Generation and Representation

Step 1 of the generation phase within Atlas is the “Sketch” step. This involves a high-level FlowMap (shape and flow) of the entire level. Until now, I had been treating flow as an undirected, weighted graphical model, and using a formal, context-sensitive, parametric L-System grammar to generate it. The parameters of the L-system grammar were to be induced from the sample level during the Analysis Phase.

However, I see now that there might be a more intuitive method of generating this level “Sketch”: An evolutionary algorithm.

Problems with GAs

I'd be loathe to call a classical Genetic Algorithm “creative”, even though it possesses a fitness function, and thus is in a sense 'appreciative'. However, In general, Creativity is actually quite similar to an evolutionary search, albeit with highly deliberate and intelligent 'mutations' and 'crossover'. We tend to like Genetic Algorithms because they can sometimes efficiently search a space via basic operations without needing to actually understand the space. Unfortunately, Genetic Algorithms often have the following drawbacks:

  • GAs do not scale well with complexity: In theory, given a good fitness function and genotype representation, a GA will eventually produce a good result. However when the complexity of the task is great, the time required to converge on a good solution may be completely unreasonable.
    • In part, we seek to mitigate this in Atlas by creating MANY different GAs which are focused on smaller, specific, narrowly-scoped tasks. It would not work well to use a GA to generate the entire level tile-by-tile, but using it JUST for a high-level sketch might be effective.
  • GAs generally cannot sacrifice short-term loss in order to gain long-term benefit (no ability to plan, anticipate).
    • We seek to mitigate this in Atlas by introducing a hierarchical revision structure, backtracking, and artistic 'vision'.
  • GAs generally are slow to converge for large problems spaces: Tile-based level design is indeed a large problem space (trillions or quadrillions of raw variations).
    • We seek to mitigate this in Atlas by using very deliberate, intentional mutations (rather than random), and very deliberate, intentional selection of which components to mutate (rather than a fixed proportion or random selection). For example, when trying to space nodes of a flowMap evenly, Atlas might only mutate offending nodes (nodes that are too close), rather than picking them at random. This should achieve much faster convergence.

Initial Tests

To quickly test some of these methods, I wrote a brief genetic algorithm that simply places nodes of a flow-map on the screen (no connections between them), and tried to space them out so that no two were adjacent. This was straightforward, but a pure-random mutation and crossover resulted in a long convergence time (dozens or hundreds of generations). I then compared this with very deliberate mutations (only selecting offending nodes that were too close, and only nudging them one space in a random direction). The latter method achieves convergence in 5-6 generations.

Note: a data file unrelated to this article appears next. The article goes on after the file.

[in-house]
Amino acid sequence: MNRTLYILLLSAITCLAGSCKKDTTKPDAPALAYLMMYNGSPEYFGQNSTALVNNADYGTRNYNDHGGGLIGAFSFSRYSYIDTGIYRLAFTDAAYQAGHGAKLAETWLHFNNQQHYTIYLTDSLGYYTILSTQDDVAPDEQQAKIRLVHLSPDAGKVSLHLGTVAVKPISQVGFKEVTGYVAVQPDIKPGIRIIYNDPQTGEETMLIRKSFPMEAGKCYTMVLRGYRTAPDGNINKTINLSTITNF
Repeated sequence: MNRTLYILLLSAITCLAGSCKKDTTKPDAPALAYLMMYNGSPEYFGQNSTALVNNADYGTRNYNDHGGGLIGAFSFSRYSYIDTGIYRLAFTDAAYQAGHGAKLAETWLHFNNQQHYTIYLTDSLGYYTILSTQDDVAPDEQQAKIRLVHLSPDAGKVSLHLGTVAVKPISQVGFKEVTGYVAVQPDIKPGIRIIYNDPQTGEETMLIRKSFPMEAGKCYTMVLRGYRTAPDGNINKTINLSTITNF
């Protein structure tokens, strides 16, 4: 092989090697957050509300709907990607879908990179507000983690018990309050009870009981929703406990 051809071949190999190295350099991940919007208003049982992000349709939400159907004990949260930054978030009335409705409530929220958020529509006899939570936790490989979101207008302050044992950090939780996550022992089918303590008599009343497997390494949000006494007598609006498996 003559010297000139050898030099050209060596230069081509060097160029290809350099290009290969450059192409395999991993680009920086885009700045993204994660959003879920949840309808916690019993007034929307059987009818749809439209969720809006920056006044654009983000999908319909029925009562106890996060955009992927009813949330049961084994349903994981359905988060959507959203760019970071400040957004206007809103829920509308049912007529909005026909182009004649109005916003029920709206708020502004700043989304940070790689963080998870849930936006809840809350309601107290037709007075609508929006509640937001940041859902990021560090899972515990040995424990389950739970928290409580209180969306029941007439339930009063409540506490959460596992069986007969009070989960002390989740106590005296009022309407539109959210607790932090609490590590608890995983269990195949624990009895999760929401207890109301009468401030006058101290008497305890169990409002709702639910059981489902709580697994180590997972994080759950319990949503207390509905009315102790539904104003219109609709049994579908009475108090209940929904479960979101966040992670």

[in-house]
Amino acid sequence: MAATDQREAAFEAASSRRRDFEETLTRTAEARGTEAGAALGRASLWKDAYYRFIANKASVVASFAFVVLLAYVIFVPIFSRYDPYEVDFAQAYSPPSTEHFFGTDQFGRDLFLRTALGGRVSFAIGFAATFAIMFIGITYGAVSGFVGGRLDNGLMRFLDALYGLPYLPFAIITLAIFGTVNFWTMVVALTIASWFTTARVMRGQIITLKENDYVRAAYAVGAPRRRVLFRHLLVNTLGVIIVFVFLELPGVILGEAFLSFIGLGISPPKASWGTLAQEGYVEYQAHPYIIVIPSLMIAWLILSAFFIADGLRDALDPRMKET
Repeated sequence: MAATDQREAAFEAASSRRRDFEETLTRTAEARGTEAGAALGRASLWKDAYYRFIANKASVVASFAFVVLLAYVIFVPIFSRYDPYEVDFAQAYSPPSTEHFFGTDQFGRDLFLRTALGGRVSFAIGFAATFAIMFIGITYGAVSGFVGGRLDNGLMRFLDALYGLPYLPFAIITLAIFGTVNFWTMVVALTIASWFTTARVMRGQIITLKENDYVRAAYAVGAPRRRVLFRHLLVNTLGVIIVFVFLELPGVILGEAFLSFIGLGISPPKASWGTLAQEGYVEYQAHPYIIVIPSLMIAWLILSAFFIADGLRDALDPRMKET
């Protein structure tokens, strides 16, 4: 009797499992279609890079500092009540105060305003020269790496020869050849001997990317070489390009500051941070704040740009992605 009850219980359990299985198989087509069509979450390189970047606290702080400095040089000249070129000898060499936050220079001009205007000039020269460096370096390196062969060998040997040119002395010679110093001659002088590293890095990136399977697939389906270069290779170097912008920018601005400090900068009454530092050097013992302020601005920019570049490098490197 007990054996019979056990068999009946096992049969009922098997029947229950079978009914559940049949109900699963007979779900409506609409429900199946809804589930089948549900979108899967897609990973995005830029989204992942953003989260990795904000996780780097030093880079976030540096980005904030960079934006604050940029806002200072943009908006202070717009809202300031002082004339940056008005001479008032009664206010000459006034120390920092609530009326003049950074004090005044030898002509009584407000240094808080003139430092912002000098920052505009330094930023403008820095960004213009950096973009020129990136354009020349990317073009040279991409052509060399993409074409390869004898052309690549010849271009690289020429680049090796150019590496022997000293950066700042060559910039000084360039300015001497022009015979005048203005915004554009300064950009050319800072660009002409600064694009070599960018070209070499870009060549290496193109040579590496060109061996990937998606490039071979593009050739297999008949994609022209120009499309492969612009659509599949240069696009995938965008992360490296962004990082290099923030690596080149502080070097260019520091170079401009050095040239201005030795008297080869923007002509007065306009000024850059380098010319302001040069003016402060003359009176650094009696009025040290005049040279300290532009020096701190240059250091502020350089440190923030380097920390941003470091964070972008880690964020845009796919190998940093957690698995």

30 initial points
50 initial points

Something Trickier

Now how hard would it be to increase the complexity of the criteria? Instead of preserving space between nodes, let's try aligning all nodes horizontally and vertically with one another. In this test, the goal was to get nodes which keep exactly 1 tile between themselves and their neighbors, and want to be vertically or horizontally aligned.

Using smart mutations (rather than random), and selecting only offending nodes to mutate, this was accomplished in less than 50 generations:

Alignment task


Using deliberate domain-specific mutations, we can achieve extremely efficient exploration of a space on simple tasks. If we can break down flow generation into a series of these simple tasks, then we can do flow generation quite cheaply.

I need to do experiments on a full flowMap involving global properties such as branching factor, connections, segment length, angle, etc. One of the tricky parts of evolutionary algorithms is selecting a fitness function that is reasonably cheap to compute. Global fitness functions tend to be quite expensive on complex domains. However, I think I can mitigate this by using global properties which can be computed on-line (that is, they don't need to be re-evaluated from scratch. Each small change can incrementally update the properties listed above).

mind/atlas-evolutionary-investigation-1.txt · Last modified: 2016/05/02 22:27 by martindm
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